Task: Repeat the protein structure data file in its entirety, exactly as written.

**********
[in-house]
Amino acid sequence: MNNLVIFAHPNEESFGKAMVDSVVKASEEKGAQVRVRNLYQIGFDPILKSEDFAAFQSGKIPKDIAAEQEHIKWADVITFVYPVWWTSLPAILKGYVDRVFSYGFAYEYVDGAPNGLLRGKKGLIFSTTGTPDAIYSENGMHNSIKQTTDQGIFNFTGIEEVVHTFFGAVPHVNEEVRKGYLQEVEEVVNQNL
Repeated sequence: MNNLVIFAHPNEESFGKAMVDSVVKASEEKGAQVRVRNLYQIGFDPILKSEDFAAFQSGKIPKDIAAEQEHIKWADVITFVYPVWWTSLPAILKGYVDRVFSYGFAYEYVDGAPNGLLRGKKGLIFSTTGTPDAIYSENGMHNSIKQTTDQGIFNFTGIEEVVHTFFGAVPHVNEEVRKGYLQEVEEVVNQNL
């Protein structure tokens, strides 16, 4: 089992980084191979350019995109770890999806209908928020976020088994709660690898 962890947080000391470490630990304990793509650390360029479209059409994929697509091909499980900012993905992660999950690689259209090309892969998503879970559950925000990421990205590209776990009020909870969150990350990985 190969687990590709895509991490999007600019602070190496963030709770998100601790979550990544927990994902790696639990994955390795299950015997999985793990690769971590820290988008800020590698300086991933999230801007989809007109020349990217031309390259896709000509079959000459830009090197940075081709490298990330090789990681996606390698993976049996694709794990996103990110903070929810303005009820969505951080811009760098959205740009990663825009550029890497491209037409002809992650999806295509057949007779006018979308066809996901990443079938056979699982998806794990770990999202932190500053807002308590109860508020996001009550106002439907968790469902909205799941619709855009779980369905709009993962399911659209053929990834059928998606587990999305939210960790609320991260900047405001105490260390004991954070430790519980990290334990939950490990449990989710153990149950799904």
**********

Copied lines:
[in-house]
Amino acid sequence: MNNLVIFAHPNEESFGKAMVDSVVKASEEKGAQVRVRNLYQIGFDPILKSEDFAAFQSGKIPKDIAAEQEHIKWADVITFVYPVWWTSLPAILKGYVDRVFSYGFAYEYVDGAPNGLLRGKKGLIFSTTGTPDAIYSENGMHNSIKQTTDQGIFNFTGIEEVVHTFFGAVPHVNEEVRKGYLQEVEEVVNQNL
Repeated sequence: MNNLVIFAHPNEESFGKAMVDSVVKASEEKGAQVRVRNLYQIGFDPILKSEDFAAFQSGKIPKDIAAEQEHIKWADVITFVYPVWWTSLPAILKGYVDRVFSYGFAYEYVDGAPNGLLRGKKGLIFSTTGTPDAIYSENGMHNSIKQTTDQGIFNFTGIEEVVHTFFGAVPHVNEEVRKGYLQEVEEVVNQNL
């Protein structure tokens, strides 16, 4: 089992980084191979350019995109770890999806209908928020976020088994709660690898 962890947080000391470490630990304990793509650390360029479209059409994929697509091909499980900012993905992660999950690689259209090309892969998503879970559950925000990421990205590209776990009020909870969150990350990985 190969687990590709895509991490999007600019602070190496963030709770998100601790979550990544927990994902790696639990994955390795299950015997999985793990690769971590820290988008800020590698300086991933999230801007989809007109020349990217031309390259896709000509079959000459830009090197940075081709490298990330090789990681996606390698993976049996694709794990996103990110903070929810303005009820969505951080811009760098959205740009990663825009550029890497491209037409002809992650999806295509057949007779006018979308066809996901990443079938056979699982998806794990770990999202932190500053807002308590109860508020996001009550106002439907968790469902909205799941619709855009779980369905709009993962399911659209053929990834059928998606587990999305939210960790609320991260900047405001105490260390004991954070430790519980990290334990939950490990449990989710153990149950799904």